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Workload Forecasting Methodology Application Selection Identification of Forecasting Business Units (FBUs) Statistics assembling on FBUs FBU estimating (utilize straight relapse, moving midpoints, exponential smoothing) and business vital arrangements.

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Linear Regression Example

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Capacity Planning Methodology for Client Server Environments Understanding the Environment Workload Characterization Developing a Cost Model Workload Model Cost Model Performance Model Validation and Calibration Workload Forecasting Valid Model Performance Prediction Cost Prediction Cost/Performance Analysis Configuration Plan Personnel Plan Investment Plan

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Performance Prediction Predictive models: investigative or recreation based. Explanatory models depend on Queuing Networks (QNs) effective take into account the quick examination of countless perfect for scope organization

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Performance Prediction considers that effect execution Client stations Servers Communication media Protocols Interconnection gadgets (extensions, switches and portals)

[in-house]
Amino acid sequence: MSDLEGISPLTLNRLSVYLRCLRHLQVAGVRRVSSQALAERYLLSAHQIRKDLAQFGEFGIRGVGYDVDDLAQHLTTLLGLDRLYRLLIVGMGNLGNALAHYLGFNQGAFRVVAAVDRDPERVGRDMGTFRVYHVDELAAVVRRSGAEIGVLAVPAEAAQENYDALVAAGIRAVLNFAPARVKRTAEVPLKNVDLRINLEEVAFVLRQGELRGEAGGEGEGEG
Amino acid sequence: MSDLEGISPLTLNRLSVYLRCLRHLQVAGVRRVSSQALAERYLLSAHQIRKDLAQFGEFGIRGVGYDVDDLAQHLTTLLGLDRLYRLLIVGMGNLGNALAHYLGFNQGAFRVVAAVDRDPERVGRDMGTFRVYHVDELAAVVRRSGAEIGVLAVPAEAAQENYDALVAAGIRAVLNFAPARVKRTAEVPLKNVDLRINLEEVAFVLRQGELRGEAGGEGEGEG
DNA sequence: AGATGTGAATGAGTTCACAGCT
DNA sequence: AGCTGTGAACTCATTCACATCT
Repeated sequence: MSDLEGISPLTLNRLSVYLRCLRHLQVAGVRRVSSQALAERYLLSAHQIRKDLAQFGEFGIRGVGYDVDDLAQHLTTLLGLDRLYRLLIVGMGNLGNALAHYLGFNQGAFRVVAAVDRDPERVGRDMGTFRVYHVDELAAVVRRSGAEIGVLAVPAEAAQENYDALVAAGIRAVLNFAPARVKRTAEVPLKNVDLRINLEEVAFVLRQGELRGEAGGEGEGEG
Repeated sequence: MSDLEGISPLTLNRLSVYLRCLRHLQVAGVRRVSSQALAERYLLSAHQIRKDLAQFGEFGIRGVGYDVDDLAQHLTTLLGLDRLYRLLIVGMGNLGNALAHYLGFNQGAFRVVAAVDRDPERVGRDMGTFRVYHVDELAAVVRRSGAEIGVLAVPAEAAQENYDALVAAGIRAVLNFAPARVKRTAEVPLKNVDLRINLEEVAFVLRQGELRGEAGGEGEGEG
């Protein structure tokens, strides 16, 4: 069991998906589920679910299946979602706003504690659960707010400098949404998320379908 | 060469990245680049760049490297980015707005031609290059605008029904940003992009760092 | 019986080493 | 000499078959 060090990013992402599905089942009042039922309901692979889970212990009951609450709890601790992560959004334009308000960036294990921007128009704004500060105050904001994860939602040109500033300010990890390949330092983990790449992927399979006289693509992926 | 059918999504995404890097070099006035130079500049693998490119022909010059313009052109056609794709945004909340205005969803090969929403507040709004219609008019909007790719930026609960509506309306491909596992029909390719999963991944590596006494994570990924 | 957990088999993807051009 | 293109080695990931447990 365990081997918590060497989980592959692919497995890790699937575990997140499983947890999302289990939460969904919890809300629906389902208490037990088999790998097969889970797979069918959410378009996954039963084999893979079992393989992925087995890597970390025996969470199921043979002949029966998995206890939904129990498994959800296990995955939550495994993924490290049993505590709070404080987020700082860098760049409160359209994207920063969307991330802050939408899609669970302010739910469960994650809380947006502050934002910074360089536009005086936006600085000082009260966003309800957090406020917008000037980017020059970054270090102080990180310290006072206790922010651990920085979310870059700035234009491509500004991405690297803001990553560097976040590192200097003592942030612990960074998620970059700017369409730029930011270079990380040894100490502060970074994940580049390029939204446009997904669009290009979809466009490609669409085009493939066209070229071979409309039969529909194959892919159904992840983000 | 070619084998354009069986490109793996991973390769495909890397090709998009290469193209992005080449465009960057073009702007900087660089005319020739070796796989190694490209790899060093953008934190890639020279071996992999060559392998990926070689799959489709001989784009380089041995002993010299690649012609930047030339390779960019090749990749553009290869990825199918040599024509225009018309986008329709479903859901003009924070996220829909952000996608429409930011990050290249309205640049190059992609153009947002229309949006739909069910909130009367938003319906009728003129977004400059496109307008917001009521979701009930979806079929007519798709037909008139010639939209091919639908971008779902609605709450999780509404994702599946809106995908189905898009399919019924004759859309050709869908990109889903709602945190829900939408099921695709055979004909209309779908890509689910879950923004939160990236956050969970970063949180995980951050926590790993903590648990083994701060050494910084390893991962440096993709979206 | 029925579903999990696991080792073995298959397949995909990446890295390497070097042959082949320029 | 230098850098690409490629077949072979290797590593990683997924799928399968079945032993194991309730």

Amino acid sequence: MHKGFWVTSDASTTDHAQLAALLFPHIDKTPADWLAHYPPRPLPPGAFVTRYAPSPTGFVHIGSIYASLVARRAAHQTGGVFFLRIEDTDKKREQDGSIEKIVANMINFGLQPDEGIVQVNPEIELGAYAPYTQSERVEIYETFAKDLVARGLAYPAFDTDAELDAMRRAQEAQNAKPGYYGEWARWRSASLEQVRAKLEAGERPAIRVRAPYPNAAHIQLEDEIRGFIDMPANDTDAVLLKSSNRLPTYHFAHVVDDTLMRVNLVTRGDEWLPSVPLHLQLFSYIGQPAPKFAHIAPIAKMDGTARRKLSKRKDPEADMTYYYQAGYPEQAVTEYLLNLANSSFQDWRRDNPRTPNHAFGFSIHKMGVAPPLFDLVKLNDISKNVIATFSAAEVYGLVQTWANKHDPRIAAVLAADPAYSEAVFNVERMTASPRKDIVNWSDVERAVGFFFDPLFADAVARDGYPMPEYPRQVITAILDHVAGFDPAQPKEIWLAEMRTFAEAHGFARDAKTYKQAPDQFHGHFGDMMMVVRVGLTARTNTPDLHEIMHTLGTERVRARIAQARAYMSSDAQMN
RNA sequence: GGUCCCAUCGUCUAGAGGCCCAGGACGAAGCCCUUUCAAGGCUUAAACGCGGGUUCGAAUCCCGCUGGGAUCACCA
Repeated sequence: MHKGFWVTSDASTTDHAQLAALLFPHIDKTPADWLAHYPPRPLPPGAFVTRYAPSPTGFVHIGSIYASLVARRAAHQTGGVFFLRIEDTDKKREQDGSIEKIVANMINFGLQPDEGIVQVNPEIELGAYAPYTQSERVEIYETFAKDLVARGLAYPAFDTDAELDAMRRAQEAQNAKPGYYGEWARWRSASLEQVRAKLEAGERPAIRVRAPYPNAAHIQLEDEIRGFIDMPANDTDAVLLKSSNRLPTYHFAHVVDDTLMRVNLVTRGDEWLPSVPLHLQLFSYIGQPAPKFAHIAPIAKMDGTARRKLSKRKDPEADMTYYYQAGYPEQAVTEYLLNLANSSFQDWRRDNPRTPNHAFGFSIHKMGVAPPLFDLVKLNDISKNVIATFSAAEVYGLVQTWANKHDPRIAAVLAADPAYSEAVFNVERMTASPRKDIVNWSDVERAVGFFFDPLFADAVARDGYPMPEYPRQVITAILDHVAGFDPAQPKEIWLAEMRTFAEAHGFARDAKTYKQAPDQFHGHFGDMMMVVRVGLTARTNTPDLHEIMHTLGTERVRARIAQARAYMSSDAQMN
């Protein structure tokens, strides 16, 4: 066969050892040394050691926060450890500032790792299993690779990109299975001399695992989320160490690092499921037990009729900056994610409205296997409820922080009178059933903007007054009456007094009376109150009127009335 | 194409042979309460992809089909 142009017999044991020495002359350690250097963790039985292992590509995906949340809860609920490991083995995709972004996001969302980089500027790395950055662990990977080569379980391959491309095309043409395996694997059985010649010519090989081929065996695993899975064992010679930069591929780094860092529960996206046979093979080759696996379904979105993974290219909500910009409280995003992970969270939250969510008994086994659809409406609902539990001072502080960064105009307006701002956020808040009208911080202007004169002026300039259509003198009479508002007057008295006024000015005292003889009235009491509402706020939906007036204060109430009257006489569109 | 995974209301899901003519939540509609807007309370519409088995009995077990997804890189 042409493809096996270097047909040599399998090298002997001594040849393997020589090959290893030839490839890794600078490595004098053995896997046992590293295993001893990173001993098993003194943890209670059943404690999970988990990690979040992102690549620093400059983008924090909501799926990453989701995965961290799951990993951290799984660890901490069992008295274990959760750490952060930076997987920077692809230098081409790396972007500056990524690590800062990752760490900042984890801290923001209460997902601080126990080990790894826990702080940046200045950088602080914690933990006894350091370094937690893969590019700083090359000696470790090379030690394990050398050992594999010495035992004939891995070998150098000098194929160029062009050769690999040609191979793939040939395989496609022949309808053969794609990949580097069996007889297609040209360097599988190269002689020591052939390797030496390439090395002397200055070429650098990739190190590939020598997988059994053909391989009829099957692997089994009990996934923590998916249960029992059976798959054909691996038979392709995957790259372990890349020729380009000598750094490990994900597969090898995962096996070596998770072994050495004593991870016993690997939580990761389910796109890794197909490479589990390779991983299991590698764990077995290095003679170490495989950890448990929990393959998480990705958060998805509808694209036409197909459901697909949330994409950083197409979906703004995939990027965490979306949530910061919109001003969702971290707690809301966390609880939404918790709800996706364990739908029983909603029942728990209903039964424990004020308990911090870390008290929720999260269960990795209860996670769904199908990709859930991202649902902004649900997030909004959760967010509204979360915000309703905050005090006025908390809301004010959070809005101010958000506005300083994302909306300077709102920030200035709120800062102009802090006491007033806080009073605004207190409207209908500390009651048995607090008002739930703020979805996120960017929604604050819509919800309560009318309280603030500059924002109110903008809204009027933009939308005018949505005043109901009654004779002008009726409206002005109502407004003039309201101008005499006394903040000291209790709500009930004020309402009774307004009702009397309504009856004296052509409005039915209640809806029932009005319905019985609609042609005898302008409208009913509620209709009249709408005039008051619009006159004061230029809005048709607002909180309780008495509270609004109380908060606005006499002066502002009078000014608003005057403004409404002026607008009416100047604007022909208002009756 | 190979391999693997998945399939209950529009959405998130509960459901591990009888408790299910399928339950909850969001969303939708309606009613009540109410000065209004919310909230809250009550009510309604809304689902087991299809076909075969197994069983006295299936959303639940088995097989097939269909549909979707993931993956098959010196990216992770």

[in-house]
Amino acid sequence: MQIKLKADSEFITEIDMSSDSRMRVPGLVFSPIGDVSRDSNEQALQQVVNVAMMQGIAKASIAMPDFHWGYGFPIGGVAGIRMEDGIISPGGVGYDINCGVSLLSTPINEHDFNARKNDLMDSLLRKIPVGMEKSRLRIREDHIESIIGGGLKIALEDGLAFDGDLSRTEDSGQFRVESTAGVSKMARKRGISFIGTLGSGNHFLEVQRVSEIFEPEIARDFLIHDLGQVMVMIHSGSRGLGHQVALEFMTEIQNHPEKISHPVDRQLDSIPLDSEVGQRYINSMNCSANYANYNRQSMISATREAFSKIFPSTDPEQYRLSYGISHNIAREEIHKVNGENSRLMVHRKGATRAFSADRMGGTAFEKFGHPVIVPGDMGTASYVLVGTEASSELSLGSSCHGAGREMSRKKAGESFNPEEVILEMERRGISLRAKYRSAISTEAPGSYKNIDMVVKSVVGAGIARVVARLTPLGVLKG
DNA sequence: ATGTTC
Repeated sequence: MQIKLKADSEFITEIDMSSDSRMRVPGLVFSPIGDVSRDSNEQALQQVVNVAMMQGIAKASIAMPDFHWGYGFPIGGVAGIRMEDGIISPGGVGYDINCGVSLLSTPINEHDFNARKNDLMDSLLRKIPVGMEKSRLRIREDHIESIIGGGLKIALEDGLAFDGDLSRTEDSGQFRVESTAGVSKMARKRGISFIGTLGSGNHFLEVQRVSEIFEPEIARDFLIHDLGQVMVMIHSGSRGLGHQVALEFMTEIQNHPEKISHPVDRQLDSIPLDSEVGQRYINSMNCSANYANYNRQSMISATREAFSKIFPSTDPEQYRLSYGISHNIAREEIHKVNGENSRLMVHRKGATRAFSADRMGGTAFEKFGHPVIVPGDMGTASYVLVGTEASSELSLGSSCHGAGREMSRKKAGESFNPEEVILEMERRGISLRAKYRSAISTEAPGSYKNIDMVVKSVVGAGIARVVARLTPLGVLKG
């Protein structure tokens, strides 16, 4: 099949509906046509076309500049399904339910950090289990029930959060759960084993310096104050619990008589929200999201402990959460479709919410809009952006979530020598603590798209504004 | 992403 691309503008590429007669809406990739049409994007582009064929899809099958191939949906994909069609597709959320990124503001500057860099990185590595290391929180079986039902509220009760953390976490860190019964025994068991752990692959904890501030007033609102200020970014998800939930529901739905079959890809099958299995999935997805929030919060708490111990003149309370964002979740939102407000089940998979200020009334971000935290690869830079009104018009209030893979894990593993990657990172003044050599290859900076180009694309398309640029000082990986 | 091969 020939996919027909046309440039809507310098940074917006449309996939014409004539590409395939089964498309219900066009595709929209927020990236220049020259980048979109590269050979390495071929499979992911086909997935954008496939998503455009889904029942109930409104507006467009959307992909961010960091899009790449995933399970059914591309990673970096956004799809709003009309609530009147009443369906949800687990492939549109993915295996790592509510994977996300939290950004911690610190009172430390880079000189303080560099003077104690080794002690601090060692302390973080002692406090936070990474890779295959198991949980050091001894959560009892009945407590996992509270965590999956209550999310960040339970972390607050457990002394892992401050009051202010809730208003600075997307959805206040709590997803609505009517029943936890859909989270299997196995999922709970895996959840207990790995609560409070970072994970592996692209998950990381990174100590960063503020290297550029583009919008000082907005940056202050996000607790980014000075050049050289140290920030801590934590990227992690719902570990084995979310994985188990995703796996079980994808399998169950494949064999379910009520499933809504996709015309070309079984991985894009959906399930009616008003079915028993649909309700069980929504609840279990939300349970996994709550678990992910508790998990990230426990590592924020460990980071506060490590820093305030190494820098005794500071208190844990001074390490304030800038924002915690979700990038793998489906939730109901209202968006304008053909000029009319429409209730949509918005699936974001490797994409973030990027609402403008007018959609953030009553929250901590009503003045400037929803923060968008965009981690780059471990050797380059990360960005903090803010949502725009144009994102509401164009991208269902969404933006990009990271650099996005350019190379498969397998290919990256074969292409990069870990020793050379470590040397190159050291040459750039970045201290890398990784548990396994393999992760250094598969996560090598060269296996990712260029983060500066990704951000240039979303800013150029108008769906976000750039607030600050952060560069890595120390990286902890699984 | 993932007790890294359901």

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Performance Prediction Model Accuracy

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. . . switch R LAN Segment 1 FDDI ring switch LAN portion 2 R . . . Execution Prediction An Example

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Performance Prediction QN for Example

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Performance Prediction Response Times for the Example Response Time (sec) Number of customers

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Capacity Planning Methodology for Client Server Environments Understanding the Environment Workload Characterization Developing a Cost Model Workload Model Cost Model Performance Model Validation and Calibration Workload Forecasting Valid Model Performance Prediction Cost Prediction Cost/Performance Analysis Configuration Plan Personnel Plan Investment Plan

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Performance Model Validation

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Capacity Planning Methodology for Client Server Environments Understanding the Environment Workload Characterization Developing a Cost Model Workload Model Cost Model Performance Model Validation and Calibration Workload Fo